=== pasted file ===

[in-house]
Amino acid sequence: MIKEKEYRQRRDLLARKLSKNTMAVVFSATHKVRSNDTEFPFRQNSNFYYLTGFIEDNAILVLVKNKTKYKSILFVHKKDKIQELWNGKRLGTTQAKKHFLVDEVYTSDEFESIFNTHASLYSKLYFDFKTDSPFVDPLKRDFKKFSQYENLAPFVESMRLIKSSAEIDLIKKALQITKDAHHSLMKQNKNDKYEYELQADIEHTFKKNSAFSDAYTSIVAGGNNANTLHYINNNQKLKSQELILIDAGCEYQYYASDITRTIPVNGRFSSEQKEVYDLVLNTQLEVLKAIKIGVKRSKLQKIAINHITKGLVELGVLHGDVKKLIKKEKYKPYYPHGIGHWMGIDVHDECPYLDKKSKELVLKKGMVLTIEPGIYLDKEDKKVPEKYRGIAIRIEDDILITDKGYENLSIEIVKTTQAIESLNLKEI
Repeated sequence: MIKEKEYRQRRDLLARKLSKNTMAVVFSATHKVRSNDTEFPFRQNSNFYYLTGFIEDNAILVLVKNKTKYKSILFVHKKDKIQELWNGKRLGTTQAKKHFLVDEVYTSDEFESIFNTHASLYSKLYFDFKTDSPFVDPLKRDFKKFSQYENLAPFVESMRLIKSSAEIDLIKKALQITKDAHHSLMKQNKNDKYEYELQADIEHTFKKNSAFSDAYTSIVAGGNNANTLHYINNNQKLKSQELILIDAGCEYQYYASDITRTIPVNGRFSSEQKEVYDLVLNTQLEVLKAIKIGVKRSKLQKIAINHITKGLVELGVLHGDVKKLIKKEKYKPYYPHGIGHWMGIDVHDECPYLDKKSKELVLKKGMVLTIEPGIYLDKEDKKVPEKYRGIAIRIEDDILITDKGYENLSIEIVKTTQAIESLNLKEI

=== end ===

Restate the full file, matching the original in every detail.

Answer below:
[in-house]
Amino acid sequence: MIKEKEYRQRRDLLARKLSKNTMAVVFSATHKVRSNDTEFPFRQNSNFYYLTGFIEDNAILVLVKNKTKYKSILFVHKKDKIQELWNGKRLGTTQAKKHFLVDEVYTSDEFESIFNTHASLYSKLYFDFKTDSPFVDPLKRDFKKFSQYENLAPFVESMRLIKSSAEIDLIKKALQITKDAHHSLMKQNKNDKYEYELQADIEHTFKKNSAFSDAYTSIVAGGNNANTLHYINNNQKLKSQELILIDAGCEYQYYASDITRTIPVNGRFSSEQKEVYDLVLNTQLEVLKAIKIGVKRSKLQKIAINHITKGLVELGVLHGDVKKLIKKEKYKPYYPHGIGHWMGIDVHDECPYLDKKSKELVLKKGMVLTIEPGIYLDKEDKKVPEKYRGIAIRIEDDILITDKGYENLSIEIVKTTQAIESLNLKEI
Repeated sequence: MIKEKEYRQRRDLLARKLSKNTMAVVFSATHKVRSNDTEFPFRQNSNFYYLTGFIEDNAILVLVKNKTKYKSILFVHKKDKIQELWNGKRLGTTQAKKHFLVDEVYTSDEFESIFNTHASLYSKLYFDFKTDSPFVDPLKRDFKKFSQYENLAPFVESMRLIKSSAEIDLIKKALQITKDAHHSLMKQNKNDKYEYELQADIEHTFKKNSAFSDAYTSIVAGGNNANTLHYINNNQKLKSQELILIDAGCEYQYYASDITRTIPVNGRFSSEQKEVYDLVLNTQLEVLKAIKIGVKRSKLQKIAINHITKGLVELGVLHGDVKKLIKKEKYKPYYPHGIGHWMGIDVHDECPYLDKKSKELVLKKGMVLTIEPGIYLDKEDKKVPEKYRGIAIRIEDDILITDKGYENLSIEIVKTTQAIESLNLKEI